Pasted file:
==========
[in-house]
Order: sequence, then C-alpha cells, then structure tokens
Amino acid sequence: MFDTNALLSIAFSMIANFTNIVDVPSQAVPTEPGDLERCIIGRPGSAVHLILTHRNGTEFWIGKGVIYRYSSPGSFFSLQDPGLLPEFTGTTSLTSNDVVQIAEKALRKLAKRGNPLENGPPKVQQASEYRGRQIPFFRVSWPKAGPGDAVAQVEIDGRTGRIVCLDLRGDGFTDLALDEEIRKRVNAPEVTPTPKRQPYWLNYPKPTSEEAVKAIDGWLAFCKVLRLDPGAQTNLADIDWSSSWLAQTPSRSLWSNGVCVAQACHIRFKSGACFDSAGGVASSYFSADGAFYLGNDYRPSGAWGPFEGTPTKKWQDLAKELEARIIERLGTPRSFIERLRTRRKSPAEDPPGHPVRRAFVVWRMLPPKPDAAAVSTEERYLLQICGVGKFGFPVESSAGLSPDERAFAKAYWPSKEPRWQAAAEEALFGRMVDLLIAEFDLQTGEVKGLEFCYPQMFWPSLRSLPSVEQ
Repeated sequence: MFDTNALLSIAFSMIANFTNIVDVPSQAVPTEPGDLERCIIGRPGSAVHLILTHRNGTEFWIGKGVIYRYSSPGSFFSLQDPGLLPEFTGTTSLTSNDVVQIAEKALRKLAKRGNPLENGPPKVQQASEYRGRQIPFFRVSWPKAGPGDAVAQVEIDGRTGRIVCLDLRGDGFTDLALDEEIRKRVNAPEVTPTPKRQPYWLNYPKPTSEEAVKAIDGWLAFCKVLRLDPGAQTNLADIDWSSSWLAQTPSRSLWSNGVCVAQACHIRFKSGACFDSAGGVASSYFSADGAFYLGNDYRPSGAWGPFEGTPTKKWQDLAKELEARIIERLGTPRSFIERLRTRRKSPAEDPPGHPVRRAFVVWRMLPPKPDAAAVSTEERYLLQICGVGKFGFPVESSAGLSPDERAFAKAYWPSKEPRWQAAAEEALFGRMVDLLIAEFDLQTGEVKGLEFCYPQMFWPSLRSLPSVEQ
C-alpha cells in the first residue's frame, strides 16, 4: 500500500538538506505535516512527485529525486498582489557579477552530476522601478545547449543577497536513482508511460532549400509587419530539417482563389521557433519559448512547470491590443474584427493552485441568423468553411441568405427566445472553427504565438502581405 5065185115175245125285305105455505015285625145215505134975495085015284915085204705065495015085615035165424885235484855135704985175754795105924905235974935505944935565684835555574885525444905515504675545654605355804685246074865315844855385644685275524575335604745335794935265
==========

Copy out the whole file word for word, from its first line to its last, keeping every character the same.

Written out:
[in-house]
Order: sequence, then C-alpha cells, then structure tokens
Amino acid sequence: MFDTNALLSIAFSMIANFTNIVDVPSQAVPTEPGDLERCIIGRPGSAVHLILTHRNGTEFWIGKGVIYRYSSPGSFFSLQDPGLLPEFTGTTSLTSNDVVQIAEKALRKLAKRGNPLENGPPKVQQASEYRGRQIPFFRVSWPKAGPGDAVAQVEIDGRTGRIVCLDLRGDGFTDLALDEEIRKRVNAPEVTPTPKRQPYWLNYPKPTSEEAVKAIDGWLAFCKVLRLDPGAQTNLADIDWSSSWLAQTPSRSLWSNGVCVAQACHIRFKSGACFDSAGGVASSYFSADGAFYLGNDYRPSGAWGPFEGTPTKKWQDLAKELEARIIERLGTPRSFIERLRTRRKSPAEDPPGHPVRRAFVVWRMLPPKPDAAAVSTEERYLLQICGVGKFGFPVESSAGLSPDERAFAKAYWPSKEPRWQAAAEEALFGRMVDLLIAEFDLQTGEVKGLEFCYPQMFWPSLRSLPSVEQ
Repeated sequence: MFDTNALLSIAFSMIANFTNIVDVPSQAVPTEPGDLERCIIGRPGSAVHLILTHRNGTEFWIGKGVIYRYSSPGSFFSLQDPGLLPEFTGTTSLTSNDVVQIAEKALRKLAKRGNPLENGPPKVQQASEYRGRQIPFFRVSWPKAGPGDAVAQVEIDGRTGRIVCLDLRGDGFTDLALDEEIRKRVNAPEVTPTPKRQPYWLNYPKPTSEEAVKAIDGWLAFCKVLRLDPGAQTNLADIDWSSSWLAQTPSRSLWSNGVCVAQACHIRFKSGACFDSAGGVASSYFSADGAFYLGNDYRPSGAWGPFEGTPTKKWQDLAKELEARIIERLGTPRSFIERLRTRRKSPAEDPPGHPVRRAFVVWRMLPPKPDAAAVSTEERYLLQICGVGKFGFPVESSAGLSPDERAFAKAYWPSKEPRWQAAAEEALFGRMVDLLIAEFDLQTGEVKGLEFCYPQMFWPSLRSLPSVEQ
C-alpha cells in the first residue's frame, strides 16, 4: 500500500538538506505535516512527485529525486498582489557579477552530476522601478545547449543577497536513482508511460532549400509587419530539417482563389521557433519559448512547470491590443474584427493552485441568423468553411441568405427566445472553427504565438502581405 5065185115175245125285305105455505015285625145215505134975495085015284915085204705065495015085615035165424885235484855135704985175754795105924905235974935505944935565684835555574885525444905515504675545654605355804685246074865315844855385644685275524575335604745335794935265